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Updated: November 27, 2023 / 2023 Champions of Health Care

Champions of Health Care: Letourneau fulfilled critical roles during COVID

Five healthcare provides smile at the camera PHOTO | Courtesy of Courtney Letourneau Courtney Letourneau (center) with other healthcare providers and a translator in 2018 visited the rural mountains of Haiti, where access to health care is limited.

If you wanted to chart the impact of the COVID pandemic on medicine in Central Massachusetts, you could do worse than just following the career of nurse practitioner Courtney Letourneau. Over the last few years, she’s seen it all: from the ravages of the disease itself to the lingering impact on the region’s children.

Letourneau was working at Saint Vincent Hospital in Worcester, in orthopedics and surgery, when the pandemic forced those departments to limit themselves to emergency procedures, causing her to be furloughed along with other staff. So she signed up to work at the field hospital the state created for the emergency at the DCU Center. She said she was “motivated to try to help, to see people through this ridiculous time.”

“Each day you went in, you knew you were going to make some sort of a difference,” she said, “and you knew you were probably going to learn something new.”

Bio box on nurse practitioner Courtney Letourneau
Courtney Letourneau bio box

Even with the stress and heartbreak of the work, Letourneau said she felt good she was getting out of the house and doing something to help. It’s something no one who participated in that work will ever forget, she said.

After the most intense wave of COVID infections ebbed and the field hospital closed, Letourneau took her career in a new direction, working as a school nurse at Nashoba Regional High School in Bolton. While this work didn’t allow her to use her full scope of practice as a nurse practitioner, she loved taking care of the students. She found it rewarding to get to know them. As a former student athlete and one of the younger faculty members at the school, she bonded easily with many of the teenagers.

Yet, she discovered the mental health challenges students were facing, especially in the COVID era. She maintained an open-door policy and often found kids would chat with her about problems they didn’t want to address formally with a counselor.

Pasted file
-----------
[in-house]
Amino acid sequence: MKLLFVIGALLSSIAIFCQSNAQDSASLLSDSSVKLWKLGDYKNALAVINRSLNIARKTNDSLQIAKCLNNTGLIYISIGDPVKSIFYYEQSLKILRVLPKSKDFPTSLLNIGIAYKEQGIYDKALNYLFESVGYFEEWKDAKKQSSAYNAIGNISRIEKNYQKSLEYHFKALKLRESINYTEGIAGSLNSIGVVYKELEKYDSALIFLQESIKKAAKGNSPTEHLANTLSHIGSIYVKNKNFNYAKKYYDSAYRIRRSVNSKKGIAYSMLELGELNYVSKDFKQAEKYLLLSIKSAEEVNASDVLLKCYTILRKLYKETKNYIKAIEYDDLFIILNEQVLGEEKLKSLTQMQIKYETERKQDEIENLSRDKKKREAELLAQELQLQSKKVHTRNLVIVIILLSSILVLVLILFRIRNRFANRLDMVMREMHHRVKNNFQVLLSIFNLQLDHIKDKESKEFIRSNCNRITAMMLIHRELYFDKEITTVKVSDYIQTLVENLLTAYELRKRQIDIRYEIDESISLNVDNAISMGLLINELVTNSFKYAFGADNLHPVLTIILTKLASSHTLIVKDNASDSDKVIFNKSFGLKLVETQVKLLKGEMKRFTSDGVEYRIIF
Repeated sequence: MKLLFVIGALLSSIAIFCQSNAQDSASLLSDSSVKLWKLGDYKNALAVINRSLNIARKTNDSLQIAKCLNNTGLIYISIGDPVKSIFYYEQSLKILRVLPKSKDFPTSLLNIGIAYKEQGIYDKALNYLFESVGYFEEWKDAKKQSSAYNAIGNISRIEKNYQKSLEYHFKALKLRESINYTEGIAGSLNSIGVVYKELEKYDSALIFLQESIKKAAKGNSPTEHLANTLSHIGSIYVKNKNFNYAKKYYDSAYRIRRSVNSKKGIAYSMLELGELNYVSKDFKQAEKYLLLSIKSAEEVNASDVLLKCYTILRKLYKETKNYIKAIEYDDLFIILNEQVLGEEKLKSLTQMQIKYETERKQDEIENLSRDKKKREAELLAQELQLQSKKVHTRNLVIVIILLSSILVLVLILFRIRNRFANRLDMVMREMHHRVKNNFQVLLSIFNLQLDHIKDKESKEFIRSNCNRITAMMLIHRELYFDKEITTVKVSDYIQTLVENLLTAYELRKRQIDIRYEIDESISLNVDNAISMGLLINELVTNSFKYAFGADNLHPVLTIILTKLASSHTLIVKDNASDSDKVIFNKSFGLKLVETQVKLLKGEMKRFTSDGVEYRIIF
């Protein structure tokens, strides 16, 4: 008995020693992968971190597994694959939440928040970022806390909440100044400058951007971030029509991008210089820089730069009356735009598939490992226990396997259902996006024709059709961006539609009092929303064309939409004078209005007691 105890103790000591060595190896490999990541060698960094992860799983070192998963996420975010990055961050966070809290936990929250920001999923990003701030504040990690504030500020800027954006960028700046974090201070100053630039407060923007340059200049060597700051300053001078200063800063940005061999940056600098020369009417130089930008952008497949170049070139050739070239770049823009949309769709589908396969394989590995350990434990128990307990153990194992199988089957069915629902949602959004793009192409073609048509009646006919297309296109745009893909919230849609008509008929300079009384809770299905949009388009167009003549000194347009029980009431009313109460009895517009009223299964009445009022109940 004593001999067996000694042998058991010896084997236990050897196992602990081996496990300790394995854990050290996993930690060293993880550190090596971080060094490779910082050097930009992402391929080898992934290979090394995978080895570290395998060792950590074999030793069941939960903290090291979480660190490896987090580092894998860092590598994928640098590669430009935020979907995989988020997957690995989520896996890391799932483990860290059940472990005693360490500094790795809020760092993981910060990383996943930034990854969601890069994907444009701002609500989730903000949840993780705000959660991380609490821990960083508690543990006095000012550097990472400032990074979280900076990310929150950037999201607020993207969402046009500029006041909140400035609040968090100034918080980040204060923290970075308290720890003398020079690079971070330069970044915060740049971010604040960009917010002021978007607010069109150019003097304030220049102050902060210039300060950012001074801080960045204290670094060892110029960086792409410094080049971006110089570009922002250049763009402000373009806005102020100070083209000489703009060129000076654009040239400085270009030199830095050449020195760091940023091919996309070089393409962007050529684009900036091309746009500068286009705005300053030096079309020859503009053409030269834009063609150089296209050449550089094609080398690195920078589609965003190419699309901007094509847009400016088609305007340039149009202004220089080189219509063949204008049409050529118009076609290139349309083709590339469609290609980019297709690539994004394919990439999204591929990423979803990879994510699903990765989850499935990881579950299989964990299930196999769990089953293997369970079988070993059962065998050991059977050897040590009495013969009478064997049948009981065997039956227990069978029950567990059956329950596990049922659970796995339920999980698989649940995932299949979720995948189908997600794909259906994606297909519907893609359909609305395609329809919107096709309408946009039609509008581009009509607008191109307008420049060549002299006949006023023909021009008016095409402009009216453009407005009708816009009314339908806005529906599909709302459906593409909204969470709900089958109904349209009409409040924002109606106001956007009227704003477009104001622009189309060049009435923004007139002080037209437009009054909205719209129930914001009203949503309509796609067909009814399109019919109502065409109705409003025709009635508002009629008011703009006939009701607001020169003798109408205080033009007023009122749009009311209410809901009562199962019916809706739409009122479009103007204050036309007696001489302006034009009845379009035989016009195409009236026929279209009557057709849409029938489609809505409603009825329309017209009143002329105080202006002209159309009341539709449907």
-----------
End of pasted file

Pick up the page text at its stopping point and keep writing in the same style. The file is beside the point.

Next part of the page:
“When students have a bad day, they go to the nurse,” she said. “You’re talking to kids about everything from ‘Oh my God, I failed the test’ to ‘My grandfather just passed away.’”

This spring, Letourneau’s career reached another turning point after she gave birth to a daughter in May.

“Being home with her during maternity leave, and even before that, we were thinking I want to spend more time with her,” she said. “I do want to work; I just don’t want to go to work as much.”

And so, Letourneau returned to her hospital nursing roots, getting a job working nights at the UMass Memorial Medical Center Emergency Department in Worcester. She now works three nights a week, doing 12-hour shifts, so she can be home four days out of seven and eat dinner with her family each night.

Letourneau found she’s excited about the work itself. Having spent years away from floor nursing, she said it’s gratifying to return to the fast-paced, adrenaline-filled workstyle.

“My brain likes that as well,” she said.

Even today, though, Letourneau sees the lingering effects of the pandemic. Healthcare workers and patients remain alert to concerns about transmitting COVID, and masks remain a must in many situations. Patients face continuing fallout from getting sick. Letourneau said some patients have respiratory problems related to bad cases keeping them hospitalized for months, while others are worried about going to the hospital at all because of concerns about the disease.

“It’s carrying over in different ways,” she said. “It’s just something we’ll have to deal with. But I think we’ve come a long way, and that’s awesome.”

CORRECTION: A previous version of this story incorrectly said Courtney Letourneau is working as a nurse practitioner in the UMass Memorial Medical Center Emergency Department. Her role is as a nurse.

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